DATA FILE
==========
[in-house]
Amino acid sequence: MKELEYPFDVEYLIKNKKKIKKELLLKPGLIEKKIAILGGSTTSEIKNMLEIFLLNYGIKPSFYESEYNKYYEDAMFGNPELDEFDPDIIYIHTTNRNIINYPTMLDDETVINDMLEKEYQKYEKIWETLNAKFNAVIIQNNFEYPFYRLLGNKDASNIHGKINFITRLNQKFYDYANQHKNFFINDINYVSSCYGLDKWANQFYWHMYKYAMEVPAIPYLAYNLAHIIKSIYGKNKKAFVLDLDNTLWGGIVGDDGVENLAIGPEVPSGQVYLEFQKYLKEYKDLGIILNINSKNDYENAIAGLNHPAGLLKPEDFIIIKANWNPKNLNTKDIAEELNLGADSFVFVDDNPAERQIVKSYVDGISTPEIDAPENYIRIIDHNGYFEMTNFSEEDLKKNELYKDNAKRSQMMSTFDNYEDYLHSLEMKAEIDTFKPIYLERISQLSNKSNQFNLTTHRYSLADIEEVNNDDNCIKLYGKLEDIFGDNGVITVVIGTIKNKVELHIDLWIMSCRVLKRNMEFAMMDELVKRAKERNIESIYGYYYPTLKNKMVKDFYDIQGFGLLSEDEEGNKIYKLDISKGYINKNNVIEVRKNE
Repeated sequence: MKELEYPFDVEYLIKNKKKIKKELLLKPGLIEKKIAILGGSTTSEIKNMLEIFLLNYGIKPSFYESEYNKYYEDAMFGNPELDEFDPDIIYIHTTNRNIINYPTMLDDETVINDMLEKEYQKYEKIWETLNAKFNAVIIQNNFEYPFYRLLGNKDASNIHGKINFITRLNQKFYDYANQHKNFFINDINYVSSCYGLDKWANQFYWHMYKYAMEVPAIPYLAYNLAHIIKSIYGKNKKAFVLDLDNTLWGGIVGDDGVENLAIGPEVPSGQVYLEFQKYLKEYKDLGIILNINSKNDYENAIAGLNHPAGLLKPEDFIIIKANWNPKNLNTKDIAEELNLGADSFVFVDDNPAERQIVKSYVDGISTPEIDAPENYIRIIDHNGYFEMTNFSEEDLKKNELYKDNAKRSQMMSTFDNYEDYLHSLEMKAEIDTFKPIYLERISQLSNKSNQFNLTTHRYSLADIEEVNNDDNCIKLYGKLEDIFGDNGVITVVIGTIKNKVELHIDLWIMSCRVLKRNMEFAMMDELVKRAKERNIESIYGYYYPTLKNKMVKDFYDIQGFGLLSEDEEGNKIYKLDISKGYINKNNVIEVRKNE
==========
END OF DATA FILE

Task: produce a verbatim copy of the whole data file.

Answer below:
[in-house]
Amino acid sequence: MKELEYPFDVEYLIKNKKKIKKELLLKPGLIEKKIAILGGSTTSEIKNMLEIFLLNYGIKPSFYESEYNKYYEDAMFGNPELDEFDPDIIYIHTTNRNIINYPTMLDDETVINDMLEKEYQKYEKIWETLNAKFNAVIIQNNFEYPFYRLLGNKDASNIHGKINFITRLNQKFYDYANQHKNFFINDINYVSSCYGLDKWANQFYWHMYKYAMEVPAIPYLAYNLAHIIKSIYGKNKKAFVLDLDNTLWGGIVGDDGVENLAIGPEVPSGQVYLEFQKYLKEYKDLGIILNINSKNDYENAIAGLNHPAGLLKPEDFIIIKANWNPKNLNTKDIAEELNLGADSFVFVDDNPAERQIVKSYVDGISTPEIDAPENYIRIIDHNGYFEMTNFSEEDLKKNELYKDNAKRSQMMSTFDNYEDYLHSLEMKAEIDTFKPIYLERISQLSNKSNQFNLTTHRYSLADIEEVNNDDNCIKLYGKLEDIFGDNGVITVVIGTIKNKVELHIDLWIMSCRVLKRNMEFAMMDELVKRAKERNIESIYGYYYPTLKNKMVKDFYDIQGFGLLSEDEEGNKIYKLDISKGYINKNNVIEVRKNE
Repeated sequence: MKELEYPFDVEYLIKNKKKIKKELLLKPGLIEKKIAILGGSTTSEIKNMLEIFLLNYGIKPSFYESEYNKYYEDAMFGNPELDEFDPDIIYIHTTNRNIINYPTMLDDETVINDMLEKEYQKYEKIWETLNAKFNAVIIQNNFEYPFYRLLGNKDASNIHGKINFITRLNQKFYDYANQHKNFFINDINYVSSCYGLDKWANQFYWHMYKYAMEVPAIPYLAYNLAHIIKSIYGKNKKAFVLDLDNTLWGGIVGDDGVENLAIGPEVPSGQVYLEFQKYLKEYKDLGIILNINSKNDYENAIAGLNHPAGLLKPEDFIIIKANWNPKNLNTKDIAEELNLGADSFVFVDDNPAERQIVKSYVDGISTPEIDAPENYIRIIDHNGYFEMTNFSEEDLKKNELYKDNAKRSQMMSTFDNYEDYLHSLEMKAEIDTFKPIYLERISQLSNKSNQFNLTTHRYSLADIEEVNNDDNCIKLYGKLEDIFGDNGVITVVIGTIKNKVELHIDLWIMSCRVLKRNMEFAMMDELVKRAKERNIESIYGYYYPTLKNKMVKDFYDIQGFGLLSEDEEGNKIYKLDISKGYINKNNVIEVRKNE